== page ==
I’ve been mulling writing blog style posts about the music industry for a while – and there’s a topic that often frustrates me that I wanted to write about….
We’ve all seen it.
Bands announce tour dates and there’s always someone who is “Band!!! Y U no play my city?”
Sometimes, you even get an added line “no band ever plays here” – which is sometimes a bit dramatic (unless you live out in the sticks and can surely understand the lack of touring bands round you) but I know first hand it can be frustrating keep seeing bands you like announce dates and none of which are that near you.
That is how we got into promotion in the first place. We’ll come to that in a bit.
First up, unless the band is doing their own booking (they tend not to) bands don’t usually get a lot of say in where they play. Sure, they might be able to approach their agent and give a preference of a city or venue they might like to play (or a preference of city or venue they might prefer not to play, if there’s been previous bad experiences with venues and/or promoters) but usually this is completed by an agent who has to sort out the most sensible route to drive around the country, hitting the places likely to enable them to play to as many people as possible.
Let’s put it into simple terms. You want to go to some bars to have some drinks and see your friends. Bar A has 20 of your friends, Bar B has 12 of your friends, Bar C has 10 of your friends, Bar D has 10 of your friends and Bar E has 5 of your friends, but they’re shouting pretty loud for you to see them as they’ve not seen you in a while.
You can go to 3 bars. Which 3 do you choose? A and B make most sense as you can see 32 of your friends in these two bars. If you omit bar E then these friends will shout at you for missing them AGAIN but if you choose to see them you miss out on 20 of your friends from C or D. Which ever you choose from C or D the other will be unhappy.
There is no logical way you can do this and keep everyone happy.
So you do A, B and C and hope some of your friends from D and E come to see you.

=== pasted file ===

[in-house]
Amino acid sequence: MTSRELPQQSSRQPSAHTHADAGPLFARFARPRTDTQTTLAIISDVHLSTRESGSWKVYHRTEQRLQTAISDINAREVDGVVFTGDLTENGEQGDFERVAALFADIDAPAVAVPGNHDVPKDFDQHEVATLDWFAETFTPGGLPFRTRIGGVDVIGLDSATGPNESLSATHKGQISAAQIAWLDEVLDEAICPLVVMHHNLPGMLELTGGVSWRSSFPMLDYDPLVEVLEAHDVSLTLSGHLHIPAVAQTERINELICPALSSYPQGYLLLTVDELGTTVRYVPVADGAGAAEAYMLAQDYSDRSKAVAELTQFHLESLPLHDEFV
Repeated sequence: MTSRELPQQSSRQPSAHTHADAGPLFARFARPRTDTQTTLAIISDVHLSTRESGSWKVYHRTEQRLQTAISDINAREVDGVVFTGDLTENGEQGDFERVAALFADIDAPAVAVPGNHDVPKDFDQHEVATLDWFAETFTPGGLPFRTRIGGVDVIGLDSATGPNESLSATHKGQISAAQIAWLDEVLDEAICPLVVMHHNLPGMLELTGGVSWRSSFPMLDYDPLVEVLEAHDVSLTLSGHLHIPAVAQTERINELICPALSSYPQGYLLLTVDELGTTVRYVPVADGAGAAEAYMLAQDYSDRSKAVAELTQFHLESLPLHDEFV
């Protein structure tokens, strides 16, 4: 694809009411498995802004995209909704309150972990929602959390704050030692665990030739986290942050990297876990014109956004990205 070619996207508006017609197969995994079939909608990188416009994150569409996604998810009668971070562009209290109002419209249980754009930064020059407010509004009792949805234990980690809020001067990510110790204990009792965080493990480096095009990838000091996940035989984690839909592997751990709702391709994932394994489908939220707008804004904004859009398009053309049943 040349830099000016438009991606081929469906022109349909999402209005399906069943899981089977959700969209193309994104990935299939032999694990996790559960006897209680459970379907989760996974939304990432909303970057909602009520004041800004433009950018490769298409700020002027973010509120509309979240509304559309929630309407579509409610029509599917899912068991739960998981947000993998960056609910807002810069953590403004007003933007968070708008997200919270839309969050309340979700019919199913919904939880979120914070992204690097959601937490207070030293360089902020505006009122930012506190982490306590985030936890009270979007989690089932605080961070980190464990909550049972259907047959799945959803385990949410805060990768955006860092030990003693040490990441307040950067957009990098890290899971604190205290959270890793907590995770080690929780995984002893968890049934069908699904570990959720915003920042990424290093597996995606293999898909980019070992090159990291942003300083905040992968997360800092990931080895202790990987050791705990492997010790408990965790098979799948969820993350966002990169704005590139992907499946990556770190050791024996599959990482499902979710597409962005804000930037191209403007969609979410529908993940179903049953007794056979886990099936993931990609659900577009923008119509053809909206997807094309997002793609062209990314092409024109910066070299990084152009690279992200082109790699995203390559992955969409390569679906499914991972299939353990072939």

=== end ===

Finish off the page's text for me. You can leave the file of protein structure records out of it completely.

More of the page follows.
Perhaps next time out you do A, B and D
Maybe at some point in the future you have time to do 4 bars, or maybe one time fate will allow you to do all 5 – but perhaps by the time you can do all 5, you have more friends and now people in bars F, G and H all want to see you – and while you’d love to hang out with them all you have family to go home to, or only so much money to drink in bars (and even with people buying you drinks there’s still other expenses) and so on and so forth.
In essence, that’s pretty much it – that there’s only a limited time available to do tours because of other commitments, expenses, etc. so it’s all a case of trying to do the best with what is available and that sometimes means that your city is missed and that you are Bar C and they’re going to Bar D this time – and if you are constantly being missed then you’re possibly Bar F or G (or Z!).
But, don’t despair too much – there’s plenty of things you can do.
My first suggestion is that the UK is a small country and a lot of places are closer than you think. (For international readers, I have no idea on your size or infastructure) trains aren’t actually that expensive if you can book in advance – and if you have enough mates then a minibus trip can work out OK. I know this is a cost upon a cost, but yeah – it’s not difficult to co-ordinate a cheap hotel deal and a good deal on train tickets.
You’re now going to say : I don’t want to travel to gigs, I just want bands I like in my hometown.
So, my next suggestion. It’s simple.